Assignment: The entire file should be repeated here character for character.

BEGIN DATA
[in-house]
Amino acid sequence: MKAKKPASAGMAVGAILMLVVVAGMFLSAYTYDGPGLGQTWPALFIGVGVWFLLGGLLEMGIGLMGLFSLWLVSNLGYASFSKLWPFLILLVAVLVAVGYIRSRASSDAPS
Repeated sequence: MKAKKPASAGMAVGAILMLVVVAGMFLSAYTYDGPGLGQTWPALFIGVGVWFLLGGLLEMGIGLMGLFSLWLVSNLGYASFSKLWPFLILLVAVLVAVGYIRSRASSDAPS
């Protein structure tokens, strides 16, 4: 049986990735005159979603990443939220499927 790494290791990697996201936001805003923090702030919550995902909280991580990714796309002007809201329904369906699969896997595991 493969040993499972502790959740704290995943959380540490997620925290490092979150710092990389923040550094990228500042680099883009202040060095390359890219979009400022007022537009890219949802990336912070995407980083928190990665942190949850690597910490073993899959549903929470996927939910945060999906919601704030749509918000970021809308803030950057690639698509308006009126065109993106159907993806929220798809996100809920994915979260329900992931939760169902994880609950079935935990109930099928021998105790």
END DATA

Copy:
[in-house]
Amino acid sequence: MKAKKPASAGMAVGAILMLVVVAGMFLSAYTYDGPGLGQTWPALFIGVGVWFLLGGLLEMGIGLMGLFSLWLVSNLGYASFSKLWPFLILLVAVLVAVGYIRSRASSDAPS
Repeated sequence: MKAKKPASAGMAVGAILMLVVVAGMFLSAYTYDGPGLGQTWPALFIGVGVWFLLGGLLEMGIGLMGLFSLWLVSNLGYASFSKLWPFLILLVAVLVAVGYIRSRASSDAPS
């Protein structure tokens, strides 16, 4: 049986990735005159979603990443939220499927 790494290791990697996201936001805003923090702030919550995902909280991580990714796309002007809201329904369906699969896997595991 493969040993499972502790959740704290995943959380540490997620925290490092979150710092990389923040550094990228500042680099883009202040060095390359890219979009400022007022537009890219949802990336912070995407980083928190990665942190949850690597910490073993899959549903929470996927939910945060999906919601704030749509918000970021809308803030950057690639698509308006009126065109993106159907993806929220798809996100809920994915979260329900992931939760169902994880609950079935935990109930099928021998105790």